This year as we celebrate Dr. Martin Luther King's 83rd birthday, I'm struck by the vast difference between his beliefs and today's "peace candidate", Representative Ron Paul. In New Hampshire, Paul received 47 percent of the under 30 vote compared to 25 percent for Mitt Romney. It's easy to understand Paul's youth appeal. He would avoid "long and expensive land wars," would immediately withdraw from Afghanistan, has railed against the draft and supports legalizing marijuana.
But let's be clear: Ron Paul is no Martin Luther King. While Dr. King most likely would have supported Paul's call for bringing troops home from Afghanistan, King's understanding of what peace means is almost the opposite of Paul's.
Paul's vision of peace is based on individualism and isolationism. He believes that "the greatest chance for peace comes from a society respectful of individual liberty." But there is a world of difference between being anti-war and pro-peace.
King believed that, "If we are to have peace on earth, our loyalties... must transcend our race, our tribe, our class, and our nation; and this means we must develop a world perspective."
Representative Paul, year after year, has offered legislation to pull the U.S. out of the United Nations and other international organizations.
Dr. King believed that, "It is not enough to say, 'We must not wage war.' It is necessary to love peace and sacrifice for it. We must concentrate not merely on the negative expulsion of war, but on the positive affirmation of peace."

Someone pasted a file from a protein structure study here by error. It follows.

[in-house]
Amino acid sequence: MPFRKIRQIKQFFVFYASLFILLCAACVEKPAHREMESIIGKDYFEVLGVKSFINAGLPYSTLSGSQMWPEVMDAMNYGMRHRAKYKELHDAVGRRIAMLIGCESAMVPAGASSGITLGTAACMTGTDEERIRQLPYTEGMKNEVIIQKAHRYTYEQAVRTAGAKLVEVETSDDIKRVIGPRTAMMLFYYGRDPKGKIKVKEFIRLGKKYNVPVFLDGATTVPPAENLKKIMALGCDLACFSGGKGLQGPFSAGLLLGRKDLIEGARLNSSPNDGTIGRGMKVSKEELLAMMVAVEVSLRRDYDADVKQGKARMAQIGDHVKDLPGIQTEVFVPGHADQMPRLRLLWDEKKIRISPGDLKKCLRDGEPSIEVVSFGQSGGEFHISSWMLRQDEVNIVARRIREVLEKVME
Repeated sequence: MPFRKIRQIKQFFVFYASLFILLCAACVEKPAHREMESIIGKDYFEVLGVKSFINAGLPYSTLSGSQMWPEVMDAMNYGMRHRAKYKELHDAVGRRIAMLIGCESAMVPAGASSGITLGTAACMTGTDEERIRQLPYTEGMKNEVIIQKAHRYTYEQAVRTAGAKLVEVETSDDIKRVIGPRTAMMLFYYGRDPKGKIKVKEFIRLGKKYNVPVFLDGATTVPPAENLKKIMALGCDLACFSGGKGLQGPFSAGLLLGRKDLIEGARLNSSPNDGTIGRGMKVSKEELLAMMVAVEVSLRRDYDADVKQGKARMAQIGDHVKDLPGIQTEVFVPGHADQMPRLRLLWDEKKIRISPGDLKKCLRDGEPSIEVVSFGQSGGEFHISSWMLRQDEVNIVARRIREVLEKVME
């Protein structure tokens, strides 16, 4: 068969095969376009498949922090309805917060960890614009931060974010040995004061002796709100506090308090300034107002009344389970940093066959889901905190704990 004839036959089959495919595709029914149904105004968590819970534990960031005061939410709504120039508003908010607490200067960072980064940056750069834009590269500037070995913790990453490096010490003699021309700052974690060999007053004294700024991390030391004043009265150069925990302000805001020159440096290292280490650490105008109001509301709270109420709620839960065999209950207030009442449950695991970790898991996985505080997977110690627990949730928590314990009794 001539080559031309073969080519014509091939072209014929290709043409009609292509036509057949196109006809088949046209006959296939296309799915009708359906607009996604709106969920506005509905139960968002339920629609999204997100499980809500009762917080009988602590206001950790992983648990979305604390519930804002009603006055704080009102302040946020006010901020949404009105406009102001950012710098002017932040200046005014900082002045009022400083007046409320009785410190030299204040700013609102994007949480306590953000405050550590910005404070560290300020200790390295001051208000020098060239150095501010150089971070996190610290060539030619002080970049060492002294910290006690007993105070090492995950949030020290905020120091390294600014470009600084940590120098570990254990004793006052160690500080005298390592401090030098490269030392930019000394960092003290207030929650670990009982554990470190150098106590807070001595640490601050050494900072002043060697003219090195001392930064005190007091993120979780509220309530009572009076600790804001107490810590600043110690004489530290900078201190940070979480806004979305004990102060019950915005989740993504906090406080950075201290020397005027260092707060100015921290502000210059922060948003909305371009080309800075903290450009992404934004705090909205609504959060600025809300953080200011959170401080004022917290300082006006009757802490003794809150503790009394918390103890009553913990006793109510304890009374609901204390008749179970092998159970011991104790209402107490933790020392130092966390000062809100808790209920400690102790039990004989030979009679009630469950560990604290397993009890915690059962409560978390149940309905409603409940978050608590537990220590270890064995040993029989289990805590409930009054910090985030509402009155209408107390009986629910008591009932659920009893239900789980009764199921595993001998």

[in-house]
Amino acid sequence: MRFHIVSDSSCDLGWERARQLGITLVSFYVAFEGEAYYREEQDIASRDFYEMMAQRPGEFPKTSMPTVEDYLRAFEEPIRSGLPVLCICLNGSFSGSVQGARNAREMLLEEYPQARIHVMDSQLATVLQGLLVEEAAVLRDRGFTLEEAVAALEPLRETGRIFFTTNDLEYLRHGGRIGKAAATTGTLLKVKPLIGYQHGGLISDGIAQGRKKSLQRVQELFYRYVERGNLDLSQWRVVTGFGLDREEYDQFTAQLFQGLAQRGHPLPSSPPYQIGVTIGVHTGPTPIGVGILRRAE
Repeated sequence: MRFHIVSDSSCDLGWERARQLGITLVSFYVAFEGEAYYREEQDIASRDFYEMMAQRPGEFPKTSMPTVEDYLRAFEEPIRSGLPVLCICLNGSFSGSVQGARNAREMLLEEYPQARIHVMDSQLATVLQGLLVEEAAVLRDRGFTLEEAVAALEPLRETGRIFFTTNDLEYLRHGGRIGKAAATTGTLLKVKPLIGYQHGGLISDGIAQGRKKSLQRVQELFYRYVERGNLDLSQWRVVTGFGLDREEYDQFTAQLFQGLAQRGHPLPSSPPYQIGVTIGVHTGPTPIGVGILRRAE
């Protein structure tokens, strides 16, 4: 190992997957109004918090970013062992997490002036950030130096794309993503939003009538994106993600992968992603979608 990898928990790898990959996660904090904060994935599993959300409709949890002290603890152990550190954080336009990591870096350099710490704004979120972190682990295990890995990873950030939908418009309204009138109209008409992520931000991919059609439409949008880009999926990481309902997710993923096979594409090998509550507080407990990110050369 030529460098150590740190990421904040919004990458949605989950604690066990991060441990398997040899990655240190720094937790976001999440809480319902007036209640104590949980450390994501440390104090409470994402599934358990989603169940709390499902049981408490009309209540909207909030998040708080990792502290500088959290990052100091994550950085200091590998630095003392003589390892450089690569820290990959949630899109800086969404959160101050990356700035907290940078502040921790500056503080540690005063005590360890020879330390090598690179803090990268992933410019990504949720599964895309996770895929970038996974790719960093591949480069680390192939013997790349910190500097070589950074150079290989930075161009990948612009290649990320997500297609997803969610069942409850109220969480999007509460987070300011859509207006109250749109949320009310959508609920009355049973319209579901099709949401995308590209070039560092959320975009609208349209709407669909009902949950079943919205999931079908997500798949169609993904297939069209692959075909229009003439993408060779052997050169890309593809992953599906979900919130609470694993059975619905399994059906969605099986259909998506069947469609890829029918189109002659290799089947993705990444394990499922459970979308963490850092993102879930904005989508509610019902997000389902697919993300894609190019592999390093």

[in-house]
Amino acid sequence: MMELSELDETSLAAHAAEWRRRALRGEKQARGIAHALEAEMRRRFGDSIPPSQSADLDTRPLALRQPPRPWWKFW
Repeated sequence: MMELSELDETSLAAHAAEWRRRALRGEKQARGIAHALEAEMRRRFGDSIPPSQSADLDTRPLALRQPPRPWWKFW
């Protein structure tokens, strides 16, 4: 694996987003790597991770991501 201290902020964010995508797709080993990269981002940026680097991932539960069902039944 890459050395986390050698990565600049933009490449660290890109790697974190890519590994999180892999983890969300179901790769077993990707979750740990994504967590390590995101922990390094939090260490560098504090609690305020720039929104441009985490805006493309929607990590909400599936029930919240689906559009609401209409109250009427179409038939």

Paul consistently votes against funding to offer help to the world's needy and poor, and if elected, would do away with all foreign aid. He voted against funding peacekeeping to help end the genocide in Darfur. Paul's philosophy is based on turning our back on the world and just taking care of our own.
Dr. King understood, even back in 1964 when he won the Nobel Peace Prize, how irrevocably interconnect our world is. In his acceptance speech he said, "We must now give an overriding loyalty to mankind as a whole in order to preserve the best in our individual societies."
Despite the T-shirts, bumper stickers, psychedelic peace-signs, videos and other campaign swag that Paul's supporters are distributing, he is not a peace candidate. His vision of peace is as clear as an ostrich with it head stuck in the sand. Paul would have us turn our back on violence, conflict and suffering. Doing so might cost us less in the short term, but like that ostrich, it would leave us very vulnerable. Working for peace cooperatively with other nations is the only way to create a just, safe and sustainable world.
Written on the walls of the Martin Luther King Jr. National Memorial are these words: "True peace is not merely the absence of tension; it is the presence of justice." Justice takes hard work, common laws, and engagement.
For me, I'll take the vision of peace offered by the only person to be honored with a memorial on the National Mall who was not a president. Happy Birthday Dr. King.
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